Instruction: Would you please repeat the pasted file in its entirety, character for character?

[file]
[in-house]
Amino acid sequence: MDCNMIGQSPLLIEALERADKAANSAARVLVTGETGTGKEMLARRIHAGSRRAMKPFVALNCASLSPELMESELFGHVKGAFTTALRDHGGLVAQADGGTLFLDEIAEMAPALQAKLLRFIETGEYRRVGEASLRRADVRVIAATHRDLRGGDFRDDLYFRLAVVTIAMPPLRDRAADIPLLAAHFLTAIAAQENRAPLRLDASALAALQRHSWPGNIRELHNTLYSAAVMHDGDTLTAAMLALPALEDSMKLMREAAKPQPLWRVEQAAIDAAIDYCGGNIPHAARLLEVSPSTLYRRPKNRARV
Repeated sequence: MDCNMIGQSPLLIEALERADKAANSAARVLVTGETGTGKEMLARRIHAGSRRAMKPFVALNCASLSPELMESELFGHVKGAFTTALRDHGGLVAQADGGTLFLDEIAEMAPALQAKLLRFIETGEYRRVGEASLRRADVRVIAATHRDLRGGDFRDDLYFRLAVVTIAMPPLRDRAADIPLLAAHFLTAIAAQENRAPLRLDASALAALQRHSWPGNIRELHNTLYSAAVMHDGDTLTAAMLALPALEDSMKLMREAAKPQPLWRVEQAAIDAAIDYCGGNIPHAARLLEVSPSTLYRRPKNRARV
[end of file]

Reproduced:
[in-house]
Amino acid sequence: MDCNMIGQSPLLIEALERADKAANSAARVLVTGETGTGKEMLARRIHAGSRRAMKPFVALNCASLSPELMESELFGHVKGAFTTALRDHGGLVAQADGGTLFLDEIAEMAPALQAKLLRFIETGEYRRVGEASLRRADVRVIAATHRDLRGGDFRDDLYFRLAVVTIAMPPLRDRAADIPLLAAHFLTAIAAQENRAPLRLDASALAALQRHSWPGNIRELHNTLYSAAVMHDGDTLTAAMLALPALEDSMKLMREAAKPQPLWRVEQAAIDAAIDYCGGNIPHAARLLEVSPSTLYRRPKNRARV
Repeated sequence: MDCNMIGQSPLLIEALERADKAANSAARVLVTGETGTGKEMLARRIHAGSRRAMKPFVALNCASLSPELMESELFGHVKGAFTTALRDHGGLVAQADGGTLFLDEIAEMAPALQAKLLRFIETGEYRRVGEASLRRADVRVIAATHRDLRGGDFRDDLYFRLAVVTIAMPPLRDRAADIPLLAAHFLTAIAAQENRAPLRLDASALAALQRHSWPGNIRELHNTLYSAAVMHDGDTLTAAMLALPALEDSMKLMREAAKPQPLWRVEQAAIDAAIDYCGGNIPHAARLLEVSPSTLYRRPKNRARV